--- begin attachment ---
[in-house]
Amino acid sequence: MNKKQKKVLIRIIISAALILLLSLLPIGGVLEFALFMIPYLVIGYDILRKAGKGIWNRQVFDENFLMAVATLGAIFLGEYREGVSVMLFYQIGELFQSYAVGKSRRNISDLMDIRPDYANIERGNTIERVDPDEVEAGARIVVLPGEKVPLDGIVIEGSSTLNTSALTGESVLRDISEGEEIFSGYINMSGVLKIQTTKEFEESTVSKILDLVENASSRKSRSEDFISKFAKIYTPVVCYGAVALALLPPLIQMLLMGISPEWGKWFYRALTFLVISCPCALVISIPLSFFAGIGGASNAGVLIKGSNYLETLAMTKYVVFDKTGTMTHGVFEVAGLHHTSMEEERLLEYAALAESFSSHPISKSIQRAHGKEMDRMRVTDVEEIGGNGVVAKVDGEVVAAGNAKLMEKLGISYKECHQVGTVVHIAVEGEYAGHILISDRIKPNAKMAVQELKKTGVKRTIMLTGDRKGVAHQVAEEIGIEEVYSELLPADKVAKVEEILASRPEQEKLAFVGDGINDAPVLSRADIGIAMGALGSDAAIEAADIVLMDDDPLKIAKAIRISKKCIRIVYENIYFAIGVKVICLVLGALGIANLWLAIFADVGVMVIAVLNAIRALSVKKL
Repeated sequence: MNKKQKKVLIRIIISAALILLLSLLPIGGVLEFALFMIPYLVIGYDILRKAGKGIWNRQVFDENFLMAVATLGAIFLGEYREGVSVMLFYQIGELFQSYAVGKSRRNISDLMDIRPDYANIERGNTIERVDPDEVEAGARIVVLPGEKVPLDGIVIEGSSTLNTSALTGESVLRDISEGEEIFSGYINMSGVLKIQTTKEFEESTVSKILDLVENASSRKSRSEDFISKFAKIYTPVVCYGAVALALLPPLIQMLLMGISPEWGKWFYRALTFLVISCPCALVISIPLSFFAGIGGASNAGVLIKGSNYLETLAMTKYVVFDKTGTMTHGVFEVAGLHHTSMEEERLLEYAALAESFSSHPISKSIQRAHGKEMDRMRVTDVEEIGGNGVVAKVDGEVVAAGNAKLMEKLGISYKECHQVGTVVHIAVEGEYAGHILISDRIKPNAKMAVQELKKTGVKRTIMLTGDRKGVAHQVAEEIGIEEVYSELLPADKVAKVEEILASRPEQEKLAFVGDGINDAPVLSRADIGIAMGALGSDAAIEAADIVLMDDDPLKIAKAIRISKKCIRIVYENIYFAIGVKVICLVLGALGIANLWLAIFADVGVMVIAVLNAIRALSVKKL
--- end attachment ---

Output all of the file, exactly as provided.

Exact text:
[in-house]
Amino acid sequence: MNKKQKKVLIRIIISAALILLLSLLPIGGVLEFALFMIPYLVIGYDILRKAGKGIWNRQVFDENFLMAVATLGAIFLGEYREGVSVMLFYQIGELFQSYAVGKSRRNISDLMDIRPDYANIERGNTIERVDPDEVEAGARIVVLPGEKVPLDGIVIEGSSTLNTSALTGESVLRDISEGEEIFSGYINMSGVLKIQTTKEFEESTVSKILDLVENASSRKSRSEDFISKFAKIYTPVVCYGAVALALLPPLIQMLLMGISPEWGKWFYRALTFLVISCPCALVISIPLSFFAGIGGASNAGVLIKGSNYLETLAMTKYVVFDKTGTMTHGVFEVAGLHHTSMEEERLLEYAALAESFSSHPISKSIQRAHGKEMDRMRVTDVEEIGGNGVVAKVDGEVVAAGNAKLMEKLGISYKECHQVGTVVHIAVEGEYAGHILISDRIKPNAKMAVQELKKTGVKRTIMLTGDRKGVAHQVAEEIGIEEVYSELLPADKVAKVEEILASRPEQEKLAFVGDGINDAPVLSRADIGIAMGALGSDAAIEAADIVLMDDDPLKIAKAIRISKKCIRIVYENIYFAIGVKVICLVLGALGIANLWLAIFADVGVMVIAVLNAIRALSVKKL
Repeated sequence: MNKKQKKVLIRIIISAALILLLSLLPIGGVLEFALFMIPYLVIGYDILRKAGKGIWNRQVFDENFLMAVATLGAIFLGEYREGVSVMLFYQIGELFQSYAVGKSRRNISDLMDIRPDYANIERGNTIERVDPDEVEAGARIVVLPGEKVPLDGIVIEGSSTLNTSALTGESVLRDISEGEEIFSGYINMSGVLKIQTTKEFEESTVSKILDLVENASSRKSRSEDFISKFAKIYTPVVCYGAVALALLPPLIQMLLMGISPEWGKWFYRALTFLVISCPCALVISIPLSFFAGIGGASNAGVLIKGSNYLETLAMTKYVVFDKTGTMTHGVFEVAGLHHTSMEEERLLEYAALAESFSSHPISKSIQRAHGKEMDRMRVTDVEEIGGNGVVAKVDGEVVAAGNAKLMEKLGISYKECHQVGTVVHIAVEGEYAGHILISDRIKPNAKMAVQELKKTGVKRTIMLTGDRKGVAHQVAEEIGIEEVYSELLPADKVAKVEEILASRPEQEKLAFVGDGINDAPVLSRADIGIAMGALGSDAAIEAADIVLMDDDPLKIAKAIRISKKCIRIVYENIYFAIGVKVICLVLGALGIANLWLAIFADVGVMVIAVLNAIRALSVKKL